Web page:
Lorenzo Osti Is Leading C.P. Company Toward UK Domination

Osti discusses C.P.’s impact on British subcultures, its expanding outlook on the sportswear scene, and its technically-focused SS23 collection.

Fashion 
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For over 50 years, C.P. Company has had an unbreakable bond with the UK’s football culture. It conquered the subcultural terrace scene by dressing fans, young and old, in-game day rigs, and its enviable influence has continuously scored among the community and beyond. A specific uniform coached football in the ‘70s and ‘80s; brands such as such as Fila and Lacoste held steady through it all, while C.P. Company was the get-up to get into – its European technical designs set it apart from the rest. Heading from Manchester to Liverpool, C.P. Company injected itself into the Scouse DNA and instructed the attire worn by football fans with an individualistic mentality.

Recognized as the “godfather of urban sportswear,” C.P. Company’s Massimo Osti (also the late founder of Stone Island) ignited a functional fashion movement through innovative dying techniques and fabric manipulation. Before his passing, Osti achieved monumental success, establishing his brand as an unstoppable sportswear titan. It accomplished this by referencing blue-collar industries and manual labor as the core of C.P. Company’s aesthetic before updating them as part of the modern utilitarian uniform. Thus, it struck the right cord between familiarity, functionality, and futurism.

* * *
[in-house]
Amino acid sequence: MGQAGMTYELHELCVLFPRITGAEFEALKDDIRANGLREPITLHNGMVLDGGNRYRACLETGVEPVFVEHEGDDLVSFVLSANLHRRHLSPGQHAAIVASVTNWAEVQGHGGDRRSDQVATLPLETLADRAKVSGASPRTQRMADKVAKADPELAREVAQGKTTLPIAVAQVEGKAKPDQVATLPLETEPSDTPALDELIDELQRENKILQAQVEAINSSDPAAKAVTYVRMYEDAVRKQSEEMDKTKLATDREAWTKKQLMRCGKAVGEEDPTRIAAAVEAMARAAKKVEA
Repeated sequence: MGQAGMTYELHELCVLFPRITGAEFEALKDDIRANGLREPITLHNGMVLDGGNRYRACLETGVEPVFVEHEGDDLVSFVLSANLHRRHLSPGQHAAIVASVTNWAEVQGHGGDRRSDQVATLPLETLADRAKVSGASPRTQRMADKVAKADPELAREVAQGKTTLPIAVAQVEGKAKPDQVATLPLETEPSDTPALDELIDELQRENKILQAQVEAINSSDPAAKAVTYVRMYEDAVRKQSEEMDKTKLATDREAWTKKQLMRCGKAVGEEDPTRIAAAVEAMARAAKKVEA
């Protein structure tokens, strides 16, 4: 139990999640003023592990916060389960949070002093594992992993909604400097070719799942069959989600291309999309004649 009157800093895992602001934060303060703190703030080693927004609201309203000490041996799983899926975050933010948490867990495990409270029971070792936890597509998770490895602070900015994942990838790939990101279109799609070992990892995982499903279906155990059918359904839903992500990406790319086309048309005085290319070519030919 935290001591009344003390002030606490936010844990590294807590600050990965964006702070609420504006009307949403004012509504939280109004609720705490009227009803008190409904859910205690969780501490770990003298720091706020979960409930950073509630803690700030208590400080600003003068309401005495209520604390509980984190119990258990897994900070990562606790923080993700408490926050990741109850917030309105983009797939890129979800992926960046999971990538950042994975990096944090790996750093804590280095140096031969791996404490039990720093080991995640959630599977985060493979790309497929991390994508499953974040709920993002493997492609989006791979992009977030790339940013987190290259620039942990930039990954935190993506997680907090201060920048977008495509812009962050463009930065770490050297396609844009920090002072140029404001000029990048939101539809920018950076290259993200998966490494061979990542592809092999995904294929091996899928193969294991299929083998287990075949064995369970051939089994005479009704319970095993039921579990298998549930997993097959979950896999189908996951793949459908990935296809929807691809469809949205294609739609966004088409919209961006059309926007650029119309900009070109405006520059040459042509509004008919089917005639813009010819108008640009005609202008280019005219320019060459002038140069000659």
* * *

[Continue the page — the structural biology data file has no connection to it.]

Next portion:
Today, C.P. Company shows no signs of slowing down – notably eyeing up further potential in the UK market. The brand intends to influence younger generations through boundary-breaking menswear, acknowledging the Gen Z fashion identity while sustaining its long-lasting relationship with Millennials and Generation X – C.P. Company’s recent collaboration with Palace Skateboards is an example of how it is catering to youthful demographics in Britain’s athletic communities, merging the identity of both brands into one by combining C.P. Company’s military-inspired archive with Palace’s laidback streetwear.

Furthermore, the brand recently collaborated with UK multi-hyphenate Kano to create a limited-edition “Metropolis Series” Field Jacket collection that explored Kano’s disruptive musical background and C.P. Company’s borderless design approach. The range is available exclusively at FLANNELS now for pre-order. Visit the retailer’s website for more information.

C.P. Company continues this for Spring/Summer 2023, reinvigorating its historical Urban Protection range through technical-focused outlines that reflect the brand’s 2000s heyday. Dubbed the “Metropolis Series,” the collection is stimulated by the brand’s Metropolis jacket — a staple archival garment from 1999.

As C.P. Company continues to dominate the UK market, Hypebeast speaks with President Lorenzo Osti to speak about the brand’s British growth strategy, its extensive development master plan, and its new SS23 collection. Read on to find out how Osti plans to achieve C.P.’s dreams.

Hypebeast: C.P. Company has aligned itself with British streetwear culture. How did this come about?

Lorenzo Osti: The history of C.P. Company is closely tied to the UK. In the ‘80s, the brand took on subcultural significance with its inclusion as a part of British football culture. At that time, British football teams were starting to experience success in European tournaments, which meant crowds of young British fans traveled throughout Europe. During their travels, they came across different youth fashion subcultures in other countries and discovered brands that hadn’t made it over to British football fans yet. Some Italian brands became hugely popular as a part of this cultural exchange, and C.P. Company was one of them.

How has C.P. Company come to influence different style tribes across the UK?